Infinite - yes. But the loop doesn't iterate all the time. I've put a log (NSLog...) line inside the while and it was called only once... –  Michael Kessler Apr 13 '10 at 22:29
    
This is unexpected behaviour and should not be relied upon. A run loop with no input sources or timers configured should exit immediately, and therefore your loop should be running constantly, over and over again, using 100% CPU, as the poster said. Refer to the nsrunloop docs for more info. –  Benji XVI Jul 13 '10 at 0:13
2  
Note that threads should also set up their own autorelease pool, as per KermiDT's answer. To make this answer acceptable, 1. add that, 2. add a keepalive system in order to remove the reliance on undocumented behaviour (as per KermiDT: add a selector / kotenok-gav: add a port), 3. change the while loop to check for an exit condition – do { ... } while (!shouldExit) – and 4. add cleanup code (release autoreleasepool and any other variables) after the loop. –  Benji XVI Jul 13 '10 at 14:13
1  
Here is an xcode project illustrating the expected behaviour. The relevant method is threadMain in MyController.m. When the line adding a dummy port to the run loop is commented out, the thread is pegged at 100%. Why this is not happening in your own code is not clear from the code posted here, but you'd be unwise to proceed too far down the multithreading route without investigating properly. –  Benji XVI Jul 13 '10 at 19:54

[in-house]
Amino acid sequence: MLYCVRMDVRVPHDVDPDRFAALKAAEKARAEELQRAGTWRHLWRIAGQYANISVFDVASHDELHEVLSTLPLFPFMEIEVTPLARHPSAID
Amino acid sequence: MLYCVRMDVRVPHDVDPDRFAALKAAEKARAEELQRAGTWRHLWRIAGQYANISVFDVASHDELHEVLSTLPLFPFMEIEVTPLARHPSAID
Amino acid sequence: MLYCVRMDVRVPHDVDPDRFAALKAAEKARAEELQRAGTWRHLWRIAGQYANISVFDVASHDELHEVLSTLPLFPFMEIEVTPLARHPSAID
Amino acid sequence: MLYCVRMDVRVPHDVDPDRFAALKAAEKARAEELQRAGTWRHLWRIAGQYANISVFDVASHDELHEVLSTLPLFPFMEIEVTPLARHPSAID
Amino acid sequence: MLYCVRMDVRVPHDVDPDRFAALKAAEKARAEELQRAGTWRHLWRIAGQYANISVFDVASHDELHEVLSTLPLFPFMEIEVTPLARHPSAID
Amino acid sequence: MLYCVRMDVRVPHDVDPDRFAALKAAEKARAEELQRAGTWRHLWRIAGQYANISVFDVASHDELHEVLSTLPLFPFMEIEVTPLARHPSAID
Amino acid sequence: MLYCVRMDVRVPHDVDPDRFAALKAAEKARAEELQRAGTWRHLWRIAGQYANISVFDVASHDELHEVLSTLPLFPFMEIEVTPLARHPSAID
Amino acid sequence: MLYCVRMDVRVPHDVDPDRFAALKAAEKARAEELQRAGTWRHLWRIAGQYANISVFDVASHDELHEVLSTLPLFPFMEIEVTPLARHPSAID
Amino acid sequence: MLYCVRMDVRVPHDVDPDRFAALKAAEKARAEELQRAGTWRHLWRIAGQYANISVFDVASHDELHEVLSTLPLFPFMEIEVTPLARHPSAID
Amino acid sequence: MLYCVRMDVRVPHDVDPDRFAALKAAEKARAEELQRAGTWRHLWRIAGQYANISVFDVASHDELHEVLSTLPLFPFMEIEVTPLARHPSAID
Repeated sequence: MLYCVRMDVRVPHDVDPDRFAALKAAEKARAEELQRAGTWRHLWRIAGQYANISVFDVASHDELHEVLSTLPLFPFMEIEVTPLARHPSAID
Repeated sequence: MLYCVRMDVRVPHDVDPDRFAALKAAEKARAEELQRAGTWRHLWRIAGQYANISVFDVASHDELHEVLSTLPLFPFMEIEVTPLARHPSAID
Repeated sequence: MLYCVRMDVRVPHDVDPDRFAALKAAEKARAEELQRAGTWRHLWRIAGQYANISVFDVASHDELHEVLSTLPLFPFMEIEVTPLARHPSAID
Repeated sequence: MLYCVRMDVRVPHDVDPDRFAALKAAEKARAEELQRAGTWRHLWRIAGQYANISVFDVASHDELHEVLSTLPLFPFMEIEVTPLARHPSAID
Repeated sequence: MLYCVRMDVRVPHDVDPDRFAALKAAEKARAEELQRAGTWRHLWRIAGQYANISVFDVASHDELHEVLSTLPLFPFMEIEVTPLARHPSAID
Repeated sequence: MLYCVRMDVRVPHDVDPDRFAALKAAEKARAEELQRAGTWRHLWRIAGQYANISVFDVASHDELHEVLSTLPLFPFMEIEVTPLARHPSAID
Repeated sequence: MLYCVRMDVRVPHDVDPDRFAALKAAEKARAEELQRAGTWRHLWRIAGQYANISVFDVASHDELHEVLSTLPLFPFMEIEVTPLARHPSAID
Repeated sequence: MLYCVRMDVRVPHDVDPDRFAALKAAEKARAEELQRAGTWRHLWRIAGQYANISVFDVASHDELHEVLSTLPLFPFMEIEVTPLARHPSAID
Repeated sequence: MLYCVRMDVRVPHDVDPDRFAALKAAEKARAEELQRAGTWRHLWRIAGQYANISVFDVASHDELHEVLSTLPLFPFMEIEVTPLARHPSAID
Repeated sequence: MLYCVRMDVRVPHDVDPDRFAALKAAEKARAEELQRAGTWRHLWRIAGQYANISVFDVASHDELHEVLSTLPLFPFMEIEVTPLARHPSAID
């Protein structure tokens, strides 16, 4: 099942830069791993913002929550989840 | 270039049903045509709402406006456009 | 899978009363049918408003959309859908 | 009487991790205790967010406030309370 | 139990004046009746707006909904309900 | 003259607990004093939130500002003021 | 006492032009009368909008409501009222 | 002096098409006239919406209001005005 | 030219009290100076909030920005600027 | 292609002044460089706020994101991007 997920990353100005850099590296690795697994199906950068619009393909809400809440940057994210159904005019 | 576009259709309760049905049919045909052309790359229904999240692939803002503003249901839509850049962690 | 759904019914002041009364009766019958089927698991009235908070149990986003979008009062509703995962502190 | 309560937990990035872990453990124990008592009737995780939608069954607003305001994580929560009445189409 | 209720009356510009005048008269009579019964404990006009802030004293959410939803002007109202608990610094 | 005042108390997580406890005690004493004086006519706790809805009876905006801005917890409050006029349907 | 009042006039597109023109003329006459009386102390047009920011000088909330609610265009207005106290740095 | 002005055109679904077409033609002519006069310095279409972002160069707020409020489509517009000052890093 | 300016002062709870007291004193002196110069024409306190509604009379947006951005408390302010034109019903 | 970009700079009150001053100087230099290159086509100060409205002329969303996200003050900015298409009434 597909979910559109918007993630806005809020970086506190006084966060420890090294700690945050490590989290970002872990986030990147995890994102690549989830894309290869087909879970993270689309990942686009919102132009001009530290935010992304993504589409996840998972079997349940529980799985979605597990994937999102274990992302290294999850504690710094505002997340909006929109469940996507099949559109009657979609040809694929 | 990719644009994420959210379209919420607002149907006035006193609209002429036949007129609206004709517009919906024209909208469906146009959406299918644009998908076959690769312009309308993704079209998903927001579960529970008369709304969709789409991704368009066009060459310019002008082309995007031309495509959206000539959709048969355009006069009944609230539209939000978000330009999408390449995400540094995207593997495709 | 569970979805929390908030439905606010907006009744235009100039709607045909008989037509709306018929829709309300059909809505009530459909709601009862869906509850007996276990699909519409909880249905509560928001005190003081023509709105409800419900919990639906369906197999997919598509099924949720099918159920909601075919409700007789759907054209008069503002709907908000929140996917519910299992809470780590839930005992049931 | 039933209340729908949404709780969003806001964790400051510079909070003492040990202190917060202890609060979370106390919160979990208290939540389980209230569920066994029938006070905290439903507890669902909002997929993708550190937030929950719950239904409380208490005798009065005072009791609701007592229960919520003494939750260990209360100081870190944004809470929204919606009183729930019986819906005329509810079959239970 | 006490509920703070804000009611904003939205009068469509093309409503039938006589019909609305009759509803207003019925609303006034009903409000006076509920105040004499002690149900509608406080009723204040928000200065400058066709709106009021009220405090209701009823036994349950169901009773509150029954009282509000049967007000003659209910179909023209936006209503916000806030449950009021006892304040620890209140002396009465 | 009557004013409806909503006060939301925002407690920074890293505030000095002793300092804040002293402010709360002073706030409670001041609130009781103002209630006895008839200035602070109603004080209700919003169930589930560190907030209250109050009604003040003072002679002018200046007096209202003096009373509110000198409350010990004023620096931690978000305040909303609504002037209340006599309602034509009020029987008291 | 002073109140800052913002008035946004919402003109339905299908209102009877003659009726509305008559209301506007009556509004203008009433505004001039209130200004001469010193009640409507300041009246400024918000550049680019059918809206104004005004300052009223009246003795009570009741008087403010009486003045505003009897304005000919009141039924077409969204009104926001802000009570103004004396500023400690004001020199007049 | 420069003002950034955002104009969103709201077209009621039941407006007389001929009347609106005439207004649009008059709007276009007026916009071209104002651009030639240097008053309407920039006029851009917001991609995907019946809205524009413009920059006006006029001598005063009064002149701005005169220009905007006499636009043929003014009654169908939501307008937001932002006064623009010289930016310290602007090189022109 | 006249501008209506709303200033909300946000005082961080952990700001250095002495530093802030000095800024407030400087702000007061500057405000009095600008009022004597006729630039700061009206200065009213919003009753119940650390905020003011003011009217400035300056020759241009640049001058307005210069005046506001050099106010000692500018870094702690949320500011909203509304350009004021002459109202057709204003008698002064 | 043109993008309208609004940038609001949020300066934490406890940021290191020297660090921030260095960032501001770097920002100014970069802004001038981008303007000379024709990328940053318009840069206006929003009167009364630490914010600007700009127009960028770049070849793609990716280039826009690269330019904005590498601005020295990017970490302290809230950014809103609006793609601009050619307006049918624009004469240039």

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This is what works for me. Main loop taken from Apple's documentation http://developer.apple.com/iphone/library/documentation/Cocoa/Conceptual/Multithreading/RunLoopManagement/RunLoopManagement.html#//apple_ref/doc/uid/10000057i-CH16-SW25

- (void) start {
    self.imageSaverThread = [[[NSThread alloc] initWithTarget:self selector:@selector(imageSaverThreadMain) object:nil] autorelease];
    [self.imageSaverThread start];
}

- (void) imageSaverKeepAlive {
    [self performSelector:@selector(imageSaverKeepAlive) withObject:nil afterDelay:60];    
}

- (void)imageSaverThreadMain
{
    NSAutoreleasePool * pool = [[NSAutoreleasePool alloc] init];

    // Add selector to prevent CFRunLoopRunInMode from returning immediately
    [self performSelector:@selector(imageSaverKeepAlive) withObject:nil afterDelay:60];
    BOOL done = NO;

    do
    {
        NSAutoreleasePool *tempPool = [[NSAutoreleasePool alloc] init];
        // Start the run loop but return after each source is handled.
        SInt32    result = CFRunLoopRunInMode(kCFRunLoopDefaultMode, 10, YES);

        // If a source explicitly stopped the run loop, or if there are no
        // sources or timers, go ahead and exit.
        if ((result == kCFRunLoopRunStopped) || (result == kCFRunLoopRunFinished))
            done = YES;

        [tempPool release];
    }
    while (!done);